My dog drinks a lot: when should I be concerned?

Mon chien boit beaucoup : quand dois-je m’inquiéter ?

Does your dog drink a lot and more regularly? During the summer season, this behavior is not abnormal as the animal seeks to regulate its body temperature. However, if you notice a sudden change with excessive thirst outside of this period, it may be a sign of an underlying disease of varying severity. So what are the possible causes? What diseases cause overconsumption of water? What treatment should be considered? And in which cases is a veterinary examination necessary?

My dog drinks a lot: what is the cause?

On a daily basis, dogs naturally regulate their body temperature by moisturizing themselves. This is especially true in the summer when he will tend to sweat more than usual. That’s why it’s a season when the dog drinks a lot and regularly during the day. Generally speaking, specialists agree that water intake varies between 30 and 40 ml per kilo per day. For example, for a dog weighing 20 kg, it will be necessary to count 3/4 of a liter of water per day. In high season, a higher water consumption is not abnormal.

On the other hand, if a dog starts to drink a lot of water outside the summer season or beyond the indicated amount, you must react quickly. This may be a sign of an illness that needs to be diagnosed as soon as possible for better management. Among the possible causes, the animal can suffer from renal or hepatic insufficiency, diabetes or other diseases such as Cushing’s disease (hypercorticism).

Which disease for a dog that drinks a lot?

If you notice that your dog is drinking too much water, it may be a deeper problem that needs to be identified as soon as possible by your veterinarian. In fact, certain illnesses of varying degrees of severity or behavioral problems can trigger excessive thirst in your dog.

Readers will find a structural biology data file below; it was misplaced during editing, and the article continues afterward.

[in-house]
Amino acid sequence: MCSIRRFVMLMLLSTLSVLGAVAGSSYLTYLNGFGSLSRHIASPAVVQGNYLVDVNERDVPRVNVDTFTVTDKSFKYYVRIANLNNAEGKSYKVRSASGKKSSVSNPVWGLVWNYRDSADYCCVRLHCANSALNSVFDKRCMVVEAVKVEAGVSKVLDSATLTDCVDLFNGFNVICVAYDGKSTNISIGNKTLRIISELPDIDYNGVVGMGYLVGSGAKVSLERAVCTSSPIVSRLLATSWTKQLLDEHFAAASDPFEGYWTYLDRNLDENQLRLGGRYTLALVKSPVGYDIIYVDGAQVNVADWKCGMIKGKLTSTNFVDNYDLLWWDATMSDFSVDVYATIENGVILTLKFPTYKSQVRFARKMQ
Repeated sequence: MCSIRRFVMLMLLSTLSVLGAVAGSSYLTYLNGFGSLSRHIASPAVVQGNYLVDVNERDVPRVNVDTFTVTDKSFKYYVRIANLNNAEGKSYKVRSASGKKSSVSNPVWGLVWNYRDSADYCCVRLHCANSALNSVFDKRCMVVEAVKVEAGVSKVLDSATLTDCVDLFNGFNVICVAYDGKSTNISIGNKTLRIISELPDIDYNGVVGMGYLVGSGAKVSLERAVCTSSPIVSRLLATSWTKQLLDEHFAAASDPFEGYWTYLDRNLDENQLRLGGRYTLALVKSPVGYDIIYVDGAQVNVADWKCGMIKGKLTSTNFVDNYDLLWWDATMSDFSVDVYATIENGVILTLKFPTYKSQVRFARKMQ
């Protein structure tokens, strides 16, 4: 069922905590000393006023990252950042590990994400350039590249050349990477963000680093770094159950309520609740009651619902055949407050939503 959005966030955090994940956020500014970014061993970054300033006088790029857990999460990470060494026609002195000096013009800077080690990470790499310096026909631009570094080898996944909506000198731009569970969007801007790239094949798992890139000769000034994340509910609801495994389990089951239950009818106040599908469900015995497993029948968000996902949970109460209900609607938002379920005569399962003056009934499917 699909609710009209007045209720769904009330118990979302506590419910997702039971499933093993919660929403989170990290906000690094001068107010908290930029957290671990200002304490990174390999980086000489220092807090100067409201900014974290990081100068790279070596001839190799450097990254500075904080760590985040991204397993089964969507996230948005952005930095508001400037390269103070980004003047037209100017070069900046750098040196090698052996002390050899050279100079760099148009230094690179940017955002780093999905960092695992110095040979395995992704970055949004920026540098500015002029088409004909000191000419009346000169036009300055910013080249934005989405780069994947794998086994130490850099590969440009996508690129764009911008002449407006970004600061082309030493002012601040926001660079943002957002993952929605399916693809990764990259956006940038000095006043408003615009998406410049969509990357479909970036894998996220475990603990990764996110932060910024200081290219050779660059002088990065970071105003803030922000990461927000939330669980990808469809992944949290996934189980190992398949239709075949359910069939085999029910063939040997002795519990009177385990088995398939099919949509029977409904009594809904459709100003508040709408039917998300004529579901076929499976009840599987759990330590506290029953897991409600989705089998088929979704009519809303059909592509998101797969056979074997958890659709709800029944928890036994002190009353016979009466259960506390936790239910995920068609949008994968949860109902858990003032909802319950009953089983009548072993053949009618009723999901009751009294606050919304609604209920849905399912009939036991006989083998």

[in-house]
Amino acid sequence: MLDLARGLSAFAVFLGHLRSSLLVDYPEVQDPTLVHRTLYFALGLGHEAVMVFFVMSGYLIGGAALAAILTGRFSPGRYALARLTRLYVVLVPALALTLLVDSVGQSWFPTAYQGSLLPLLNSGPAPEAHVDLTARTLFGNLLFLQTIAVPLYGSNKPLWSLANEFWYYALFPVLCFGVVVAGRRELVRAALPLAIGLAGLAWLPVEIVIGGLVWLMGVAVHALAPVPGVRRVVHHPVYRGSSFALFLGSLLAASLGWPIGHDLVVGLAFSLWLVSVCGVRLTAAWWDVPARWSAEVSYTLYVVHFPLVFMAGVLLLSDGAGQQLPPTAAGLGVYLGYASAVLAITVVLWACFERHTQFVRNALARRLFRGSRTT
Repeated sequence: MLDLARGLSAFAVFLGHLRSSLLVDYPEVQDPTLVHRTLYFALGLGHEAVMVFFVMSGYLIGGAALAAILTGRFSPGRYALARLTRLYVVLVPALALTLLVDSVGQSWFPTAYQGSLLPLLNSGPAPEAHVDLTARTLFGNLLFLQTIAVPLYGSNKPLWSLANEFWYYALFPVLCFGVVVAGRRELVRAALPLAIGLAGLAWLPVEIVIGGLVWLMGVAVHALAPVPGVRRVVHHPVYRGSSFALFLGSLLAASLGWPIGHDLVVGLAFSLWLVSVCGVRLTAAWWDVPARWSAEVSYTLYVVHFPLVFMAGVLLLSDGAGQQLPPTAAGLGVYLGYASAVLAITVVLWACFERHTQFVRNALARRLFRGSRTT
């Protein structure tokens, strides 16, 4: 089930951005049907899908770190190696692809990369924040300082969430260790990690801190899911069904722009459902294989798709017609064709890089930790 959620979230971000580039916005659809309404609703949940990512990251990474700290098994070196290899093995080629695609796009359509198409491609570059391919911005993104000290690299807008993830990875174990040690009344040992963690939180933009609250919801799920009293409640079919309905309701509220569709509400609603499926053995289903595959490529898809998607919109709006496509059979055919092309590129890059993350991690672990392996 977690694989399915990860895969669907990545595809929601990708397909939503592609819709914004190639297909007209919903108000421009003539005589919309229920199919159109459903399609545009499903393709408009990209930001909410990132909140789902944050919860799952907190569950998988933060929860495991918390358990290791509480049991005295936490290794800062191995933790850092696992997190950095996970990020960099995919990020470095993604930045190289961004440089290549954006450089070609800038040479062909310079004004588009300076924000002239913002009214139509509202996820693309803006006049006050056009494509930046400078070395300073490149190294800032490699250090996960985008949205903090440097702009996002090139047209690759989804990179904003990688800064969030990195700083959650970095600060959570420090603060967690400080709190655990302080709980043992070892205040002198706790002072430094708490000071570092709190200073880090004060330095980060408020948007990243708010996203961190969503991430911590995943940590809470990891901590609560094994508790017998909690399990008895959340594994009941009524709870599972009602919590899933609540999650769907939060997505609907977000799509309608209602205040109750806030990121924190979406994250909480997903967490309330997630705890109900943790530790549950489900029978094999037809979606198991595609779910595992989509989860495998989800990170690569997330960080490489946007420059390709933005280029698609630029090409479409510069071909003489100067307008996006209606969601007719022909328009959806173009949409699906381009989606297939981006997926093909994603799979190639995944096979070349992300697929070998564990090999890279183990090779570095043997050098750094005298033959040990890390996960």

Polydipsia and polyuria in dogs

If your dog is drinking heavily (polydipsia) and urinating heavily (polyuria), don’t hesitate to consult your veterinarian to better understand the cause. Some of the most common causes of these two conditions are kidney failure, diabetes or hypercorticism (abnormally excessive secretion of cortisol).

Kidney disorders in dogs

Kidney problems in dogs lead to excessive thirst. In the case of kidney failure, the dog will try to compensate for the lack of hydration by drinking more. In some cases, the dog may also have kidney disease or renal glycosuria, which causes repeated urination. In rarer diseases, there is also nephrogenic diabetes insipidus which blocks water reabsorption, causing the dog to drink more. 

Hypocalcemia, hypokalemia and generalized cancer in dogs

For the most serious diseases, a dog that drinks a lot can have cancer. This is why it is essential to consult your veterinarian as soon as possible in case of abnormal behavior. For more benign causes, the animal can also suffer from hyperparathyroidism, which causes an abnormally high production of parathyroid hormone (PTH) with abundant thirst. In these cases, it is possible to opt for an adapted treatment aimed at limiting hypercalcemia (increase in the level of calcium in the plasma) or hypokalemia (low concentration of potassium in the blood). Again, you should consult your veterinarian in order to choose a treatment specifically adapted to your dog.

What other possible causes for a dog that drinks too much?

Other possible causes of a heavy drinking dog include a uterine infection that can cause uncontrollable thirst in the bitch. Certain behavioral problems can lead to psychogenic polydipsia, which manifests as excessive thirst and a sudden desire for water. In addition to a visit to the veterinarian, a visit to an animal behaviorist can help you better understand the problem. 

My dog drinks a lot: what treatment exists?

In case of abnormal behavior, whether it is excessive thirst or abundant urination, it is essential to turn to a veterinarian as soon as possible to have your dog’s health checked. Depending on the diagnosis, the veterinarian may suggest additional tests such as a urine analysis, an abdominal ultrasound or a blood test to better determine the causes of this sudden change and propose an appropriate treatment. 


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